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The Federal Windfall That Cities Can’t Afford to Waste

Washington is sending cities a gigantic fiscal gift. They have to produce results. The danger is that the money will be squandered. Republicans are watching all that generosity with skepticism.

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Louisville’s annual budget is about $1 billion. Its federal grant allocation from the American Rescue Plan is equivalent to 40 percent of its entire annual budget. (Shutterstock)
Urban advocates have long sought more federal money for cities. Now, they are getting it – bigtime. The aid being provided to cities under the coronavirus relief act represents a major test of the thesis that federal aid can be transformative for urban America. Cities should make the most of this opportunity. If they can use these funds to move the needle on substantial change, this would create a strong case for future aid. But if the money is simply frittered away, there’s no reason to expect such extensive help in the future.

The American Rescue Plan contains $350 billion in funding for state and local governments. This includes $45.6 billion for large metropolitan areas. The quantity of funds for these bigger metro areas is significant. Birmingham, Ala., is getting $141 million, Phoenix nearly $400 million, Chicago a bit less than $2 billion.

These are very large sums, particularly when county-level funding is also taken into account. In the merged government of Louisville-Jefferson County, Ky., the “city” is collecting $240 million, plus another $149 million in “county” funding, a bit less than $400 million total. The independent city of St. Louis is getting almost $500 million.

While the rules around how this money can be spent are not entirely clear, there is no mistaking the scope of the grants. Louisville’s annual budget is about $1 billion. That means its allocation is equivalent to 40 percent of its entire annual budget.

It is imperative that cities use this money to produce tangible and material benefits. The all too real danger is that instead it will be wasted. An example is excessive “state of good repair” spending on public transit. The highly respected global transit analyst Alon Levy has described state of good repair as “a racket permitting agencies to spend vast sums of money with nothing to show for it.”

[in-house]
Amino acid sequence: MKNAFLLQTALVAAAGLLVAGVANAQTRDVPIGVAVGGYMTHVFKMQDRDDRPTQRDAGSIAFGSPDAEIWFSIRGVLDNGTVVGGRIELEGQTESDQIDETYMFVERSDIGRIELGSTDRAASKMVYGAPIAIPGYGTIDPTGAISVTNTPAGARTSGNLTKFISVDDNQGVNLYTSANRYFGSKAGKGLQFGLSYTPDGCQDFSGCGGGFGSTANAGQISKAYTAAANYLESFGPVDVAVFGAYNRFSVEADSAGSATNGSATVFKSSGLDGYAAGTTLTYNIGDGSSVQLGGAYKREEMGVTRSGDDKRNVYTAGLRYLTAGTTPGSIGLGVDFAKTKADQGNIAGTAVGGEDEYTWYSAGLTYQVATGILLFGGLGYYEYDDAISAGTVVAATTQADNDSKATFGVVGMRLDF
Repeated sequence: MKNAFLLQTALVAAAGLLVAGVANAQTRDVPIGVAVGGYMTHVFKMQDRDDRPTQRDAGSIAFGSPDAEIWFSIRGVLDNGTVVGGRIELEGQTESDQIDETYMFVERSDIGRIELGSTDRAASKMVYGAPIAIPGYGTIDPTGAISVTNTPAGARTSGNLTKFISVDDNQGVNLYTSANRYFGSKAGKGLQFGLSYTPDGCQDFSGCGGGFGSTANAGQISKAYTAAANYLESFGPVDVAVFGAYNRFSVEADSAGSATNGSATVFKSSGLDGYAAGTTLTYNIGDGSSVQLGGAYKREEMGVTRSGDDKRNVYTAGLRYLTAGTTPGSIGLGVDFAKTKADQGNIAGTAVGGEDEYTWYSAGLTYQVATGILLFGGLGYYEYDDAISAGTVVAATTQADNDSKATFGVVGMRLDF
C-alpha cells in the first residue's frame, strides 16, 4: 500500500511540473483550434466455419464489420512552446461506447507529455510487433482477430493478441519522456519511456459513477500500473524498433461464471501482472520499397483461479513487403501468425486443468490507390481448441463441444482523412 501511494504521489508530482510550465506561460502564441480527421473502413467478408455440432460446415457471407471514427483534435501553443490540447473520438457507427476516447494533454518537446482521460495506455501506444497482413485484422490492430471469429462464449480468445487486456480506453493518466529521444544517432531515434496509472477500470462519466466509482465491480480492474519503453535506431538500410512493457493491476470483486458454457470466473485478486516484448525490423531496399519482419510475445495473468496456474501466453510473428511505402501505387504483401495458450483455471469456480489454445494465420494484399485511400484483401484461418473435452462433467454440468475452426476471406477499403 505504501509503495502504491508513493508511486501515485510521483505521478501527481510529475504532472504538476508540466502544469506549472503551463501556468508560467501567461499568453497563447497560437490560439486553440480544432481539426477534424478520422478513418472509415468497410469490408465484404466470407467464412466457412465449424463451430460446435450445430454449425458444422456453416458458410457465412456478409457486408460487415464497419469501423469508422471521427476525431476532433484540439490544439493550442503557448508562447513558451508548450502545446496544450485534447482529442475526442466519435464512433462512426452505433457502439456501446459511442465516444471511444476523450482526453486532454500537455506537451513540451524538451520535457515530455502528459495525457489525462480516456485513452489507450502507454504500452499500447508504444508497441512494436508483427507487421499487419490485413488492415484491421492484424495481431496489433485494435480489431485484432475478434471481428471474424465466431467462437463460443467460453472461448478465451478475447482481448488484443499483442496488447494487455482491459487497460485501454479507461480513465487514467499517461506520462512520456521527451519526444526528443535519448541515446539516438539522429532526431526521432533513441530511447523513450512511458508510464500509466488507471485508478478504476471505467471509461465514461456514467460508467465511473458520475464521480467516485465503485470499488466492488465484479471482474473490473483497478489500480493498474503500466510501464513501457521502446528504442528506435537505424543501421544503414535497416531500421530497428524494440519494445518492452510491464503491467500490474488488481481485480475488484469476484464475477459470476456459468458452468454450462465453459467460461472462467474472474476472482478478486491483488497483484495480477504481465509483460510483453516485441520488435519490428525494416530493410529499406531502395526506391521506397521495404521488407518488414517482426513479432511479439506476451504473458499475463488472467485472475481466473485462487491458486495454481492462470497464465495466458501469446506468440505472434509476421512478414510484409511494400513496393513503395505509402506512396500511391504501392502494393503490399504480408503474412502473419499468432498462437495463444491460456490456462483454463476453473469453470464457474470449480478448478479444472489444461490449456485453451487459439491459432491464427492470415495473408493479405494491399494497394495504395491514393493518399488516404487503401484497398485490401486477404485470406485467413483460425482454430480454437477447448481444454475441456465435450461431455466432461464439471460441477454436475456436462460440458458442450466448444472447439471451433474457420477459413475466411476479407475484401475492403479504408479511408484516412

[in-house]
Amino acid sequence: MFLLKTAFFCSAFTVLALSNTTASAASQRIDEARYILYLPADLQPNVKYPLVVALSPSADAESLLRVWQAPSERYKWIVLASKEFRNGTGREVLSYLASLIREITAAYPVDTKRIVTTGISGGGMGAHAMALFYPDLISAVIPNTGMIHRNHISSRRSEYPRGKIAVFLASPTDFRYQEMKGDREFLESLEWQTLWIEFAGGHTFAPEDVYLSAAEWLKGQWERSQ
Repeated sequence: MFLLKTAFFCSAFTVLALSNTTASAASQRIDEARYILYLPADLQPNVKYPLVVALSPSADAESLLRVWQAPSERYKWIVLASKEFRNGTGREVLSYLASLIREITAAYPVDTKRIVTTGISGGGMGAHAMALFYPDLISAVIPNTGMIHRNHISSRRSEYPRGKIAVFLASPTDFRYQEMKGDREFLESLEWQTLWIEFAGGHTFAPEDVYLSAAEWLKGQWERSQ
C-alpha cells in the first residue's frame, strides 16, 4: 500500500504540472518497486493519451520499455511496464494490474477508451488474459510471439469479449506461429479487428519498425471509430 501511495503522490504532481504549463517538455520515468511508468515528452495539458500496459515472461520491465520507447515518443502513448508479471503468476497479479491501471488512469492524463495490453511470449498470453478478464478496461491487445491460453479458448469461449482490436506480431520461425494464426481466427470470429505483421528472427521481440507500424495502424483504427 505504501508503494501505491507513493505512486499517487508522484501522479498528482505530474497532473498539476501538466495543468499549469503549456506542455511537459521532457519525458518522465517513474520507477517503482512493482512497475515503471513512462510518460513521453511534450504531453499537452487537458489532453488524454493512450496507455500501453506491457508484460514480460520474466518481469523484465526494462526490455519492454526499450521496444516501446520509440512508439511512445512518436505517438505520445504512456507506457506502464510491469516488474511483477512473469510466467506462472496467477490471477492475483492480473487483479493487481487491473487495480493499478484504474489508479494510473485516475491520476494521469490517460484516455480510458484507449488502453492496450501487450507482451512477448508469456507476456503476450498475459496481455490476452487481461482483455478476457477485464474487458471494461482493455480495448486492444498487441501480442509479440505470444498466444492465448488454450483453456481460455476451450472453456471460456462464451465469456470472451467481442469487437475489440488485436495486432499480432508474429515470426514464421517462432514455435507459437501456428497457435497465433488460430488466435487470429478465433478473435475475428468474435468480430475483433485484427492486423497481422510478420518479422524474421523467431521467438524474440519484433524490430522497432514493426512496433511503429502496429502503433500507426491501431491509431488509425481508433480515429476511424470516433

It is very possible that cities will end up spreading their funding across a variety of programs such that billions of dollars are spent, but the material impact is limited, either in physical improvements or moving the needle on social or economic progress.

What should the money be spent on? There are many potential ways that this funding could be directed to making a big impact. It could be used to pay for a major residential street and sidewalk program, thus wiping out a major portion of a city’s infrastructure maintenance backlog. Or it could put a new or renovated playground within walking distance of most kids in the city. It could create more supportive housing units for the homeless. The details will vary from city to city and will depend on federal guidelines around what can be done with the money. The key is to focus on delivering real, material change that is proportionate to the large sums invested.

The imperative to spend the money well is increased by the way that Democrats structured the aid to favor deep blue cities. Money to metropolitan areas was allocated using HUD formulas that greatly privileged deep blue central cities over red or purple suburbs.

For example, in Indiana, South Bend, Evansville, Carmel and Fishers are all about the same size in population. But Evansville is getting $64.5 million and South Bend $58.9 million, while Carmel is getting $7.5 million and Fishers only $6.9 million. The former two vote strongly Democratic while Carmel and Fishers are more conservative suburbs. On a rough per capita basis, Evansville is getting $546 per person and South Bend $577, but Carmel only $74 per person and Fishers $72. This is a difference of about 7.5 times per capita. School funding from the recovery act has been even more lopsided.

With Democrats having shoveled the bulk of the money into their own strongholds, Republicans at both the federal and state level will rightly be looking at this generosity with skepticism. Quite apart from political considerations, however, they should be watching to see whether the money does any real good. If it does, they should be willing to look beyond politics and provide more investment funds to places that have spent previous money wisely. If it doesn’t, if these very large sums deliver little to show for them, there’s no reason for cities to expect more money like this ever again.

An urban analyst, consultant and writer. He can be reached at aaron@aaronrenn.com or on Twitter at @aaron_renn.
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